John Metcalfe is CityLab’s Bay Area bureau chief, based in Oakland. His coverage focuses on climate change and the science of cities.
Or it will make you look like a glowing reject from the Tron universe, one or the other.
Fancy yourself a bit of a superhero? Then you probably wouldn't be riding a bicycle, more like a rocket-powered gun-shooting motorcycle. If you don't happen to have one of those in the garage, here's the second-best thing: a high-tech cycling suit crammed with lights and sensors and microprocessors, appropriately titled the "Sporty Supaheroe." (Bad-ass sunglasses sold separately.)
The futuristic garb, only slightly less ridiculous than actual Lycra bike clothes, is the product of a collaboration between Austrian designer Utope and Berlin research concern Fraunhofer IZM. An award-winning entry at the 2013 Red Dot design contest, the suit is intended to increase cyclists' safety while making them look like they stumbled out of a video game. It's smart enough that it translates bodily movements into blinking red-and-white LEDs, giving cars a constant reminder of a rider's location and inspired fashion taste.
Here are a few specifics from Red Dot:
The integrated technology is based on stretchable circuit board technology. It is made with thermoplastic polyurethane, onto which meandering copper conductors, microcontrollers, and further components (LEDs, sensors, and a switch) are applied. To increase safety and usability, the system is embedded into a flame-resistant, non-woven, water-repellent outer textile layer....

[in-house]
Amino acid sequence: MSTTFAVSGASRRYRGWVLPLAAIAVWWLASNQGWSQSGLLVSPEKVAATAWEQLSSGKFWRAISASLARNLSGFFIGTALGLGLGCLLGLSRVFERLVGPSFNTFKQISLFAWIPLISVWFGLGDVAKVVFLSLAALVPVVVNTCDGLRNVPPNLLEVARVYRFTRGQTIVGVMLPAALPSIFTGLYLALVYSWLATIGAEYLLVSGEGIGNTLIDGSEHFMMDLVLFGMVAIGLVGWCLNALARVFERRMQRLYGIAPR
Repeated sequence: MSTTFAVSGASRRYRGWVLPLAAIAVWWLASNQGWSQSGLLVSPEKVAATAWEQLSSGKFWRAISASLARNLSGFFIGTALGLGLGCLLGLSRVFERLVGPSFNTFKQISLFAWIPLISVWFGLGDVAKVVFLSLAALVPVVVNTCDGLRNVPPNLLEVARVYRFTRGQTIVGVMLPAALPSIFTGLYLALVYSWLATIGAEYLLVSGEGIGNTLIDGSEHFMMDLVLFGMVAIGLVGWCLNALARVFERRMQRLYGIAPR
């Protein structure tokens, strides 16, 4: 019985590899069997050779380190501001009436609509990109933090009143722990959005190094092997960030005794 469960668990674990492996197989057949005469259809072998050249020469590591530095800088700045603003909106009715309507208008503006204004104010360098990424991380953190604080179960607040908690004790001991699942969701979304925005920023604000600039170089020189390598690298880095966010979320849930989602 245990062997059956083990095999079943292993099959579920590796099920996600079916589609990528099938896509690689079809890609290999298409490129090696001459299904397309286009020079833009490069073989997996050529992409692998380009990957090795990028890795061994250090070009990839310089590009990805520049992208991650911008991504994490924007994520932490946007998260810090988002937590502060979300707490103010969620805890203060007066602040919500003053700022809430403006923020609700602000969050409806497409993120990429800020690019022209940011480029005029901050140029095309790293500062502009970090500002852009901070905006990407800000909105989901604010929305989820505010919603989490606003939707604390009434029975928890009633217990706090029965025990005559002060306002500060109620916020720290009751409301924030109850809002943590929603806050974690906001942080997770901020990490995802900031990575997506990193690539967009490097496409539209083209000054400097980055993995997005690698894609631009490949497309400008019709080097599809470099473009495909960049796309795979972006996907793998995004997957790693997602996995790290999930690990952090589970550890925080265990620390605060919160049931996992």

The principle application offers increased visibility for cyclists in the dark, helping them to avoid accidents. Further possible applications are a warning-alarm function, protection against theft, and navigation.
You have to love detail about fire resistance – after all, you can't have a superhero melting into a hot puddle at the first villain with a flame-thrower that he (she?) meets. There does seem to be one major flaw, though: an on-off switch. I bet Tony Stark dealt with that issue in his very first prototype, after a low-level baddie shut down all his systems with the flick of a finger:
Images from the Red Dot Award